Cider With Rosie by Laurie Lee

cider with rosieA nostalgic memoir of early boyhood in a Cotswold village, recalling memories from the age of 3-years-old, surrounded by older sisters and siblings, the father having long abandoned the family household, leaving the housekeeper who had become his wife, to raise the children of his first marriage and the four he had with her.

Rather than a tale of struggle and poverty that we might expect given the circumstance of being raised in a large single parent family, in Laurie Lee’s hands, family life is narrated as a bundle of daily adventures and anecdotes that celebrate village life, sibling love, old lady madness and an attitude of making the most of it.

Born in 1914,and writing this memoir in 1959, Lee’s style shares what he saw looking out at his view of the world, rather than looking within, it is a celebration of the time and a tribute to those he loved, respected, feared and was in awe of around him – including young Rosie, who makes the briefest of appearances luring him into the haystack, a significant turning point in his life no less.

Bank Cottages, the Family Home

Bank Cottages, the Family Home

It is unique to read an author recalling tales of his relatives and sparing a thought for their sensitivity to what he is about to make public, something that today might be glimpsed in the acknowledgements, but rarely in the text, where the current trend is to hold nothing back and share all.

“On my Mother’s side there were these five more uncles: squat, hard-hitting, heavy-drinking heroes whom we loved and who were kings of our youth. For the affection we bore them and the pride we took in them, I hope they’ll not be displeased by what follows.”

This reluctance to spill all, means that the one thing that modern readers are no doubt curious about, the absent father and Laurie Lee’s thoughts about him, rarely get a mention.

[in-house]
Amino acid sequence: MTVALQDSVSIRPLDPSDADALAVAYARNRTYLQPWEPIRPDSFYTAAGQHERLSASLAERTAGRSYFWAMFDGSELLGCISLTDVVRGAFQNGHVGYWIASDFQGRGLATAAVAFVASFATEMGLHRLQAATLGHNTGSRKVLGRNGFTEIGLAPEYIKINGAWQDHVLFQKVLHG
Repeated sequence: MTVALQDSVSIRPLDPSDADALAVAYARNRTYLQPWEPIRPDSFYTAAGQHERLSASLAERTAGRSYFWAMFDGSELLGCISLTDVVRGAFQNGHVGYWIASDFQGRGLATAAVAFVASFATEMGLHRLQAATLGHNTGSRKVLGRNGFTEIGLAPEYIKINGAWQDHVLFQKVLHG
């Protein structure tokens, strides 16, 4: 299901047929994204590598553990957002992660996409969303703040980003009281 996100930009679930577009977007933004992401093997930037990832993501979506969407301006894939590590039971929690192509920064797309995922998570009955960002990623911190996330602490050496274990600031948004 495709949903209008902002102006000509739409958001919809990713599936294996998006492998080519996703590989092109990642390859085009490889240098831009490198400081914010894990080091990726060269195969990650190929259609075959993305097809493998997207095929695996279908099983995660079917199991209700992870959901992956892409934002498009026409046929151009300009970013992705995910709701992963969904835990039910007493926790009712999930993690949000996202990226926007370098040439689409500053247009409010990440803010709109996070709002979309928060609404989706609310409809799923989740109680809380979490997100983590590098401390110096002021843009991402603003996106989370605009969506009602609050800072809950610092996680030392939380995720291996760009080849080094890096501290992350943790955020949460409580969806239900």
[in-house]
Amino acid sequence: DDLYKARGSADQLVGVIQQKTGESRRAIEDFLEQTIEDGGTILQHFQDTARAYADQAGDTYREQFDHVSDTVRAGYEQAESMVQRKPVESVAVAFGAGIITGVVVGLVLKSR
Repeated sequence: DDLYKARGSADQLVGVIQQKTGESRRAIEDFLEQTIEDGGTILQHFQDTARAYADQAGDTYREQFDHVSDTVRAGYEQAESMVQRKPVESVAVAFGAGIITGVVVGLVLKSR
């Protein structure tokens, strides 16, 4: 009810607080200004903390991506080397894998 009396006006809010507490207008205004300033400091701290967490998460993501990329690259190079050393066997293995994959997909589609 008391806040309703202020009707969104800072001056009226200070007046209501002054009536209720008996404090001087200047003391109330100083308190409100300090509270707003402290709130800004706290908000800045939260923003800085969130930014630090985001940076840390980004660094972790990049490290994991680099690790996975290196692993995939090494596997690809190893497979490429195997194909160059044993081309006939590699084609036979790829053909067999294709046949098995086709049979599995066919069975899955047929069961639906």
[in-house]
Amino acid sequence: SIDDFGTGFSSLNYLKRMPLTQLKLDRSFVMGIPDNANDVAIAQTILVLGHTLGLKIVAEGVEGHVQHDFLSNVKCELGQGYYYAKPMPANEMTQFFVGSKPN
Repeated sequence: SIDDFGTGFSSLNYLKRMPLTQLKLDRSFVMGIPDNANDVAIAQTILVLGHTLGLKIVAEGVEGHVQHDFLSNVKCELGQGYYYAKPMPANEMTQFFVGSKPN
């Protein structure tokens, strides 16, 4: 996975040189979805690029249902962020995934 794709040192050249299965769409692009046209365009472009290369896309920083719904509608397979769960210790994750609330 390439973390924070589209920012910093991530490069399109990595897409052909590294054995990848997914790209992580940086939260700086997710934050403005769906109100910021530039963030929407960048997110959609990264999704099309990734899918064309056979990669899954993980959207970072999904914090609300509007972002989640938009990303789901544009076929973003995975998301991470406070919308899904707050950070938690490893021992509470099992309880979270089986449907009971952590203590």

“The three or four years Mother spent with my father she fed on for the rest of her life. Her happiness at that time was something she guarded as though it must ensure his eventual return. She would talk about it almost in awe, not that it had ceased but that it had happened at all.”

Acceptance or denial, they all just get on with living, surviving, getting an education and taking care of each other. Certainly they are always entertained, if not by each other, then by the two eccentric Grandmother figures who live within the same building complex and whose mutual hatred for each other seems to be the thing that sustains their life force.

“For several more years the lives of the two old ladies continued to revolve around each other. Like cold twin stars, linked but divided, they survived by a mutual balance. Both of them reached back similarly in time, shared the same modes and habits, the same sense of feudal order, the same rampaging terrible God. They were far more alike than unalike, and could not abide each other.”

Slad ValleyLee paints a picture of village life that is vivid and alive with character and memory as if it happened today without compromising respect for any of the inhabitants; even at their most villainous, he narrates their stories with compassion and mild regret.

His narrative captures the passing of time, the slow encroachment of city life and innovation that will ultimately kill that old village way of life that encapsulated them all, from the Squire down to the struggling newborn. He does so by sharing the stories and anecdotes of others seen through his eyes, rather than turning his gaze inward.

“The last days of my childhood were also the last days of the village. I belonged to that generation which saw, by chance, the end of a thousand years’ life…Myself, my family, my generation, were born in a world of silence; a world of hard work and necessary patience, of backs bent to the ground, hands massaging the crops, of waiting on weather and growth; of villages like ships in the empty landscapes and the long walking distances between them; of white narrow roads, rutted by hooves and cartwheels, innocent of oil or petrol, down which people passed rarely, and almost never for pleasure, and the horse was the fastest thing moving. Man and horse were all the power we had – abetted by levers and pulleys.”

A wonderful narrative of a not so distant time, lost forever.

"LaurieLeeHeadstone" by Jongleur100 - Source: Wikipedia

“LaurieLeeHeadstone” by Jongleur100 – Source: Wikipedia

Note: This book was an ARC (Advance Reader Copy) kindly provided by the publisher via Netgalley.

19 thoughts on “Cider With Rosie by Laurie Lee

  1. Why oh why have I never read this book? I will certainly have to at some point. Your review paints a picture of the kind of book I love. Funny how sometimes there are books which are such familiar titles and yet somehow it has just never come your way.